A respectful, thorough critique of a peer’s work is the cornerstone of an MFA program. Solitary work has its place in the writerly life, but the vast majority of us who write want others to see it and be moved, be changed.
Three important things are accomplished through workshop:
1. You receive a variety of feedback about your work, which you will learn to filter as useful toward your intention for the piece or not.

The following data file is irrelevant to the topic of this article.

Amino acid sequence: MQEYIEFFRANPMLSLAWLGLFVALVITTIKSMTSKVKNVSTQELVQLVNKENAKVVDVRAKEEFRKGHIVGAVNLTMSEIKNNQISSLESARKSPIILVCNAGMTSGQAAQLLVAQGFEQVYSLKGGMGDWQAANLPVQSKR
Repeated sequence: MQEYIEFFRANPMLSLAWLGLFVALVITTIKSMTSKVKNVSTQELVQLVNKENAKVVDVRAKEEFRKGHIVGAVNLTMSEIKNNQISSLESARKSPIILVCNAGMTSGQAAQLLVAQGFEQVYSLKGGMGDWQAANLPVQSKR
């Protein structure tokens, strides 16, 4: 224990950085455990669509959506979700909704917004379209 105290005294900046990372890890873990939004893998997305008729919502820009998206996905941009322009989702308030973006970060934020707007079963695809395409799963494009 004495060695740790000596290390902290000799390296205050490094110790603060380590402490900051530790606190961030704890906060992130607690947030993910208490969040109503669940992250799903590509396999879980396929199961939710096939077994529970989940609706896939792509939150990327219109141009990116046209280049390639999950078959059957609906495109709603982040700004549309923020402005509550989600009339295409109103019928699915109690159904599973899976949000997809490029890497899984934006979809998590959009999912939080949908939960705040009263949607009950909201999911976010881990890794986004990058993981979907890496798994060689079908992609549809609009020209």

2. You sharpen your skills as a reader and enter the discourse of literature.
3. You find yourself within a community of writers, an invaluable thing that extends past graduation from your MFA program.
Your critique and close reading of workshop pieces should be a response to the writing itself, the piece of work in front of you—not a response to the writer, not a proclamation of your personal taste or beliefs as related to this piece, and not simply a pat on the back. Give useful, respectful comments, in a way in which you would like to receive them yourself, about your own work.